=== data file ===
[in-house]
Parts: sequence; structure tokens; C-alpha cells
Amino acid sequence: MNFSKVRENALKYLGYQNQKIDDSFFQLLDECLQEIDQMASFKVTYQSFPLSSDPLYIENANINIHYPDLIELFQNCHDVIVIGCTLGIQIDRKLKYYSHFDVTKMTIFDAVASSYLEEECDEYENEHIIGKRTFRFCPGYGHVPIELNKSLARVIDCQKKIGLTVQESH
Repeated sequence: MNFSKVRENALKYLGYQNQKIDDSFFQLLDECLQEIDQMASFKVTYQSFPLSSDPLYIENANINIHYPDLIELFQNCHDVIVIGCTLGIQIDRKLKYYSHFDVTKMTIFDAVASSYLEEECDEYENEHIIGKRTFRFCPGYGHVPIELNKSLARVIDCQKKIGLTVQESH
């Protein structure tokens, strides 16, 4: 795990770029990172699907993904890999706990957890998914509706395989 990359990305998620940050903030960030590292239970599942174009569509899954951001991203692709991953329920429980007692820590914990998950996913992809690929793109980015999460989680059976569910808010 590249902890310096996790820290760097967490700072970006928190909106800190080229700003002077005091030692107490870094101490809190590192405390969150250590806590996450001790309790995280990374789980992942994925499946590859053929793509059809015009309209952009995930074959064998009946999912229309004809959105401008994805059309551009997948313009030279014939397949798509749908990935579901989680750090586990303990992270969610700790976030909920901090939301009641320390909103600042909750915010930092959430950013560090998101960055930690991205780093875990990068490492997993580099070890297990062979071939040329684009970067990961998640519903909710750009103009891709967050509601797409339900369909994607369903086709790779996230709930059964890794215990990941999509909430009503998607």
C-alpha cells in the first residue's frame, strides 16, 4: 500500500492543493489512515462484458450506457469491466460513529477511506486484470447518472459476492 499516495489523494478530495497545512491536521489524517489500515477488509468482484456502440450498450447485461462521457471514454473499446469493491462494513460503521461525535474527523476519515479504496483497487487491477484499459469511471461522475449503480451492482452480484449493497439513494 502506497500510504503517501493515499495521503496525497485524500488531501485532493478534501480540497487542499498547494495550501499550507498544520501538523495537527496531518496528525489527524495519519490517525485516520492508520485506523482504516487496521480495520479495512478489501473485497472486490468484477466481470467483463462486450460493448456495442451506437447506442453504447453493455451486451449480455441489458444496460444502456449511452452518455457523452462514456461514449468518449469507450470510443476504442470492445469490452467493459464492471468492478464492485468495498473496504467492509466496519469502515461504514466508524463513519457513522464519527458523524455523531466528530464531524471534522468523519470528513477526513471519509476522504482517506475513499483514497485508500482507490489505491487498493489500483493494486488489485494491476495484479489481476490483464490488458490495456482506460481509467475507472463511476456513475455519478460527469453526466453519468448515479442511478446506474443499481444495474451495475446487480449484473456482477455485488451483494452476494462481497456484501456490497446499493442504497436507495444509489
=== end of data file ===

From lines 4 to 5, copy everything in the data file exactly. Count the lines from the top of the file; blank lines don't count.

Repeated sequence: MNFSKVRENALKYLGYQNQKIDDSFFQLLDECLQEIDQMASFKVTYQSFPLSSDPLYIENANINIHYPDLIELFQNCHDVIVIGCTLGIQIDRKLKYYSHFDVTKMTIFDAVASSYLEEECDEYENEHIIGKRTFRFCPGYGHVPIELNKSLARVIDCQKKIGLTVQESH
């Protein structure tokens, strides 16, 4: 795990770029990172699907993904890999706990957890998914509706395989 990359990305998620940050903030960030590292239970599942174009569509899954951001991203692709991953329920429980007692820590914990998950996913992809690929793109980015999460989680059976569910808010 590249902890310096996790820290760097967490700072970006928190909106800190080229700003002077005091030692107490870094101490809190590192405390969150250590806590996450001790309790995280990374789980992942994925499946590859053929793509059809015009309209952009995930074959064998009946999912229309004809959105401008994805059309551009997948313009030279014939397949798509749908990935579901989680750090586990303990992270969610700790976030909920901090939301009641320390909103600042909750915010930092959430950013560090998101960055930690991205780093875990990068490492997993580099070890297990062979071939040329684009970067990961998640519903909710750009103009891709967050509601797409339900369909994607369903086709790779996230709930059964890794215990990941999509909430009503998607």